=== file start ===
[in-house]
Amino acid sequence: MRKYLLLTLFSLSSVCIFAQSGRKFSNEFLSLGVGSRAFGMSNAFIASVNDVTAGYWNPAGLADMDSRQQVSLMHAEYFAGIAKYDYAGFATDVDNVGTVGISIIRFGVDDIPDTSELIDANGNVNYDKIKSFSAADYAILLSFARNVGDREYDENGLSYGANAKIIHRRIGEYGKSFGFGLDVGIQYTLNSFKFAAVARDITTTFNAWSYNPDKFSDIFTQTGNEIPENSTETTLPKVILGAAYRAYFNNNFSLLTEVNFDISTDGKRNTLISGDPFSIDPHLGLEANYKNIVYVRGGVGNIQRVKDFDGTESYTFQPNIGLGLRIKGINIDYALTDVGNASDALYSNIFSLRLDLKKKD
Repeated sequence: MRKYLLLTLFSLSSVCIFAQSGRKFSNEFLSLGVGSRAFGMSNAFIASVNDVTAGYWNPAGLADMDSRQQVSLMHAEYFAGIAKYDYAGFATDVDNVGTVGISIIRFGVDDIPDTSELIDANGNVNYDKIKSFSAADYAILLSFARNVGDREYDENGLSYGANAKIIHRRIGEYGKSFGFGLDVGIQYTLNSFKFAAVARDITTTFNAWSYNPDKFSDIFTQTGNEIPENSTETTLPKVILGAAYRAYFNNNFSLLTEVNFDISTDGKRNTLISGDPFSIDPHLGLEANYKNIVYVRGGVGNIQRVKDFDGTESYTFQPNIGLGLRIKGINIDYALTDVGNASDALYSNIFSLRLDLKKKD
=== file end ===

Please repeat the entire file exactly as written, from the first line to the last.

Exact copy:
[in-house]
Amino acid sequence: MRKYLLLTLFSLSSVCIFAQSGRKFSNEFLSLGVGSRAFGMSNAFIASVNDVTAGYWNPAGLADMDSRQQVSLMHAEYFAGIAKYDYAGFATDVDNVGTVGISIIRFGVDDIPDTSELIDANGNVNYDKIKSFSAADYAILLSFARNVGDREYDENGLSYGANAKIIHRRIGEYGKSFGFGLDVGIQYTLNSFKFAAVARDITTTFNAWSYNPDKFSDIFTQTGNEIPENSTETTLPKVILGAAYRAYFNNNFSLLTEVNFDISTDGKRNTLISGDPFSIDPHLGLEANYKNIVYVRGGVGNIQRVKDFDGTESYTFQPNIGLGLRIKGINIDYALTDVGNASDALYSNIFSLRLDLKKKD
Repeated sequence: MRKYLLLTLFSLSSVCIFAQSGRKFSNEFLSLGVGSRAFGMSNAFIASVNDVTAGYWNPAGLADMDSRQQVSLMHAEYFAGIAKYDYAGFATDVDNVGTVGISIIRFGVDDIPDTSELIDANGNVNYDKIKSFSAADYAILLSFARNVGDREYDENGLSYGANAKIIHRRIGEYGKSFGFGLDVGIQYTLNSFKFAAVARDITTTFNAWSYNPDKFSDIFTQTGNEIPENSTETTLPKVILGAAYRAYFNNNFSLLTEVNFDISTDGKRNTLISGDPFSIDPHLGLEANYKNIVYVRGGVGNIQRVKDFDGTESYTFQPNIGLGLRIKGINIDYALTDVGNASDALYSNIFSLRLDLKKKD